Sleep disturbances are very common symptoms of severe stress.7891011

Increased wakefulness and decreased deep sleep is a direct effect of the stress hormone CRH.128

Frequent nightmares are also mentioned as a symptom of stress.1011

  1. Winkler (2016), ADHS Medikation mit Valdoxan versus Methylphenidat; Blog adhsspektum

  2. Schlander, Schwarz, Trott, Viapiano, Bonauer (2007): Who cares for patients with attention-deficit/hyperactivity disorder (ADHD)? Insights from Nordbaden (Germany) on administrative prevalence and physician involvement in health care provision; N.Eur Child Adolesc Psychiatry. 2007 Oct;16(7):430-8., zitiert nach Oehler (2009), Vortrag beim 4. ADHS-Gipfel in Hamburg, 06.-08.02.2009

  3. Bijlenga, Vollebregt, Kooij, Arns (2019): The role of the circadian system in the etiology and pathophysiology of ADHD: time to redefine ADHD? Atten Defic Hyperact Disord. 2019 Mar;11(1):5-19. doi: 10.1007/s12402-018-0271-z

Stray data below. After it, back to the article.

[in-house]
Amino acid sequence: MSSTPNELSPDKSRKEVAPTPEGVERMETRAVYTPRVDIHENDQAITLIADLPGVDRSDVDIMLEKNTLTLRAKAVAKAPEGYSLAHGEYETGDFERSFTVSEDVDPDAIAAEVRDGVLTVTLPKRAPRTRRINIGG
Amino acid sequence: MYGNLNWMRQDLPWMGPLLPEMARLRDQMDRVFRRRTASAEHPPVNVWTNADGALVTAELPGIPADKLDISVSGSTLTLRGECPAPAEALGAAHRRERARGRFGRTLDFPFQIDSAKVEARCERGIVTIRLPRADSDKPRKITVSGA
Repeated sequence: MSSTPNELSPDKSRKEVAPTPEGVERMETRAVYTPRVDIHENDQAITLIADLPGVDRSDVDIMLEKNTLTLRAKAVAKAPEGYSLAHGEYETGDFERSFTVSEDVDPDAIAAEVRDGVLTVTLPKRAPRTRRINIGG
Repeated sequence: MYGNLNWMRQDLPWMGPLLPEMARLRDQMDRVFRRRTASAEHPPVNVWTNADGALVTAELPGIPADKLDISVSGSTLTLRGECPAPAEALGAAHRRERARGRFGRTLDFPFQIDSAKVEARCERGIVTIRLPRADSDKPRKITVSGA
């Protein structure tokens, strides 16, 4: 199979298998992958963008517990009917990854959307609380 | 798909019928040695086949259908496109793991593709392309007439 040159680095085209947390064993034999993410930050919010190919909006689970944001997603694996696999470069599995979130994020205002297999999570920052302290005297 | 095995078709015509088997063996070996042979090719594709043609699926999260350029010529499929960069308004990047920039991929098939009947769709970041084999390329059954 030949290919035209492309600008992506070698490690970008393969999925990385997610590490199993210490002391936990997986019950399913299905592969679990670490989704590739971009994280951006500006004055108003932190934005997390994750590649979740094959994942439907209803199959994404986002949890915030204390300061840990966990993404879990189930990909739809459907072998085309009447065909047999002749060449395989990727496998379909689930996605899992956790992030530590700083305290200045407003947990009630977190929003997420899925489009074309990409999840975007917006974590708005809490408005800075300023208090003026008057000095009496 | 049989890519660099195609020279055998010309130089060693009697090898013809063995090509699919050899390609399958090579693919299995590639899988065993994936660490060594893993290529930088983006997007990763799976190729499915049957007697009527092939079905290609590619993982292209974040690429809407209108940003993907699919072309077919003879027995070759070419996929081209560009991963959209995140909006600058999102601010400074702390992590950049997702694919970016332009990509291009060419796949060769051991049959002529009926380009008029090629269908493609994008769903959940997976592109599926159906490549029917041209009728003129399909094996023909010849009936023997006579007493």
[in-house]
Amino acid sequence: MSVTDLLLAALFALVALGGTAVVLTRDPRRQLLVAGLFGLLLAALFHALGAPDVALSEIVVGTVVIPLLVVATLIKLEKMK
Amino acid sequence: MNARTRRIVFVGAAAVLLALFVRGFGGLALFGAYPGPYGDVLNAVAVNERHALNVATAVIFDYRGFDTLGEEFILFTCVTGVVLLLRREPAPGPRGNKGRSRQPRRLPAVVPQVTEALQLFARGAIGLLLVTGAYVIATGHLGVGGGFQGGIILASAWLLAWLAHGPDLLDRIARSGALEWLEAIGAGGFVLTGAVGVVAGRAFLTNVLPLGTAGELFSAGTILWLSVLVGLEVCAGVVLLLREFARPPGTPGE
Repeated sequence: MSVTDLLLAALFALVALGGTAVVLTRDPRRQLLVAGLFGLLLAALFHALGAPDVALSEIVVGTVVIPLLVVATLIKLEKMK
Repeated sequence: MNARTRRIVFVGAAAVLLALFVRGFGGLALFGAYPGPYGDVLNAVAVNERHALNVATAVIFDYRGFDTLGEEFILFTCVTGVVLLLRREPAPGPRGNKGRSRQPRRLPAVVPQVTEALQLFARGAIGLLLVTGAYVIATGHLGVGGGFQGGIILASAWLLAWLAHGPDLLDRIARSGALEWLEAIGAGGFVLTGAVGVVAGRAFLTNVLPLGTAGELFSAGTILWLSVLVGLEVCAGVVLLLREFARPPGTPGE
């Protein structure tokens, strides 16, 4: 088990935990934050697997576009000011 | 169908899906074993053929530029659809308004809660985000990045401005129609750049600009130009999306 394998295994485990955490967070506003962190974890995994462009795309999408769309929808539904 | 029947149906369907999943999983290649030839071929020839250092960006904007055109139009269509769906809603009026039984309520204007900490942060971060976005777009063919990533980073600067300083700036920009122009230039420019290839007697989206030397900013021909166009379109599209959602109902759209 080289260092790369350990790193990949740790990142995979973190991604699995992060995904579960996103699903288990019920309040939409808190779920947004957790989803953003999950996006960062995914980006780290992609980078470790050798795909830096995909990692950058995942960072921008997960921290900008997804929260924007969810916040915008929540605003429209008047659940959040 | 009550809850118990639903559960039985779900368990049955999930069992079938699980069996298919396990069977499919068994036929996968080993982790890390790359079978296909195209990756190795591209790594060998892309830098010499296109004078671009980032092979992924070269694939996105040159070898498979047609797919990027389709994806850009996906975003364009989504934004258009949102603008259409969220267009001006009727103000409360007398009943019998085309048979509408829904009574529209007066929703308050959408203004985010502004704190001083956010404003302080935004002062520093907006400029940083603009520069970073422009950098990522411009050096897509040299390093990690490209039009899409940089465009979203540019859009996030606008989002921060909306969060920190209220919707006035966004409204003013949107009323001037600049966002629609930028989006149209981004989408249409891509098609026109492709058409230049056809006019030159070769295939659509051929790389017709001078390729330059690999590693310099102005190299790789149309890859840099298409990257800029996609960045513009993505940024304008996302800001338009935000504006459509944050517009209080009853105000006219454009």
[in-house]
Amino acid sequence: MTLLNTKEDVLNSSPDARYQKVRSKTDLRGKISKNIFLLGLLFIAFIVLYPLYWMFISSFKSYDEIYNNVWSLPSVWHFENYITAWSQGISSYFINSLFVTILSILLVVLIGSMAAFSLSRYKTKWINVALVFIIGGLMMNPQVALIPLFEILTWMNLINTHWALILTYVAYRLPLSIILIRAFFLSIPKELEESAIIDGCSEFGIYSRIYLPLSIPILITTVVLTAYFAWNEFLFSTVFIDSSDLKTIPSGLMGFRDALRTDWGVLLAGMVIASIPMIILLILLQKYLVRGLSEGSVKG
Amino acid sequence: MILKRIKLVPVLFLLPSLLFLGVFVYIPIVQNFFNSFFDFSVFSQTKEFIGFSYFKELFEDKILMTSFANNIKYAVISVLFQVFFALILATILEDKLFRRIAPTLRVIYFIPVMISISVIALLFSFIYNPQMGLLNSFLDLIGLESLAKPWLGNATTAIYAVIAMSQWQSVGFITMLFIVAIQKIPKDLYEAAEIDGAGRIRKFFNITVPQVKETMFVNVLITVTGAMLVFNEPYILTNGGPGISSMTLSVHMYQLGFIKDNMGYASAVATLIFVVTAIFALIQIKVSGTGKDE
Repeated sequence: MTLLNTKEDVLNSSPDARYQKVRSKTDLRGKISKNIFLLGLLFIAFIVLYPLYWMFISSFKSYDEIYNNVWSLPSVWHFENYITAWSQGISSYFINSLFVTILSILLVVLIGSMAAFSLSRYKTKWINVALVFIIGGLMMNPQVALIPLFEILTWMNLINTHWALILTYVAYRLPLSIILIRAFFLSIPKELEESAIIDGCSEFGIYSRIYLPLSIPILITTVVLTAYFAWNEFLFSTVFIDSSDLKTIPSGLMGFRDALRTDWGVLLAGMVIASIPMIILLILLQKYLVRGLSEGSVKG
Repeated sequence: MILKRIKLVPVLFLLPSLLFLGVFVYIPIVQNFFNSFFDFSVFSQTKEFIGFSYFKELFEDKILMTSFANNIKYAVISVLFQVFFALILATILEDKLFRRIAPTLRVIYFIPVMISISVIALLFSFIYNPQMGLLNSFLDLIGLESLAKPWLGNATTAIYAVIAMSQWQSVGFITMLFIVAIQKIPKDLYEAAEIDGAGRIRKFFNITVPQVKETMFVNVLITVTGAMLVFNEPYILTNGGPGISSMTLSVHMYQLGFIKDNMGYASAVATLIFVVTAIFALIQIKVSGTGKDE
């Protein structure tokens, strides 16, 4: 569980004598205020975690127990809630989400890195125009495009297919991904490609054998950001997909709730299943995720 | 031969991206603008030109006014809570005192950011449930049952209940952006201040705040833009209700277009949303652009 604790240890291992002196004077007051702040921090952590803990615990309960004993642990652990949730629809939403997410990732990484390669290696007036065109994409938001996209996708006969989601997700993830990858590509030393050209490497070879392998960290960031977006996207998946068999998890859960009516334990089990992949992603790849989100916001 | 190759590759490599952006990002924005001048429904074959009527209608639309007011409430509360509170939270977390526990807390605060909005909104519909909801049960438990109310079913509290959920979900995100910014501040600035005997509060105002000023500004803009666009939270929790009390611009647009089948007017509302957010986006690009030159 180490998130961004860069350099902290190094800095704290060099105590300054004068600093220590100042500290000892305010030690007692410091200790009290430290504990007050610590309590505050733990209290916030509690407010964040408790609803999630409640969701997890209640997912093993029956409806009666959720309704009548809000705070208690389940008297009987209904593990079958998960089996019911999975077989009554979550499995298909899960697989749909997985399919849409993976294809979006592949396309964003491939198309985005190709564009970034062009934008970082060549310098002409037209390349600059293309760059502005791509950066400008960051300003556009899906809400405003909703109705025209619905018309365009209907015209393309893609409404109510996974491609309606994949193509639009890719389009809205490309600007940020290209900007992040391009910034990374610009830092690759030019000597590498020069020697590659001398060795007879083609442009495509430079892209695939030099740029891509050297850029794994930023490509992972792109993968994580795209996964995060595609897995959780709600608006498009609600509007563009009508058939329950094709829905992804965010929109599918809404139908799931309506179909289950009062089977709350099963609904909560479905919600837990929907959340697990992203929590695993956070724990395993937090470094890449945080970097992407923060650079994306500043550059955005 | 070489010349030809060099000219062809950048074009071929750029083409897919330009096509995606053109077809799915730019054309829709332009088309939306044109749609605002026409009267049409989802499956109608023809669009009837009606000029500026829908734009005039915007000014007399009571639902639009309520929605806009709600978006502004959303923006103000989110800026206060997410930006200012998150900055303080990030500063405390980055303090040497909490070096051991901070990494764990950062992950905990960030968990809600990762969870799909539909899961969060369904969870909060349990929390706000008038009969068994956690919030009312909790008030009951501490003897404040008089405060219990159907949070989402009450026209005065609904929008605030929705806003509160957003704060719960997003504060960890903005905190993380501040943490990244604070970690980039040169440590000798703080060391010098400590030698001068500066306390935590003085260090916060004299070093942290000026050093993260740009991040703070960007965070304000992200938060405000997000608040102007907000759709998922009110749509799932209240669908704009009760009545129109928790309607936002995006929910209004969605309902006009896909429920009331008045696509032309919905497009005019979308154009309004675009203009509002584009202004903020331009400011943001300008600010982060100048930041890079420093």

4. Williams, Sciberras (2016): Sleep and self-regulation from birth to 7 years: A retrospective study of children with and without ADHD at 8-9 years. Journal of Developmental and Behavioral Pediatrics, 37(5), pp. 385-394.

  5. Van Dyk, Becker, Byars (2019): Rates of Mental Health Symptoms and Associations With Self-Reported Sleep Quality and Sleep Hygiene in Adolescents Presenting for Insomnia Treatment. J Clin Sleep Med. 2019 Oct 15;15(10):1433-1442. doi: 10.5664/jcsm.7970.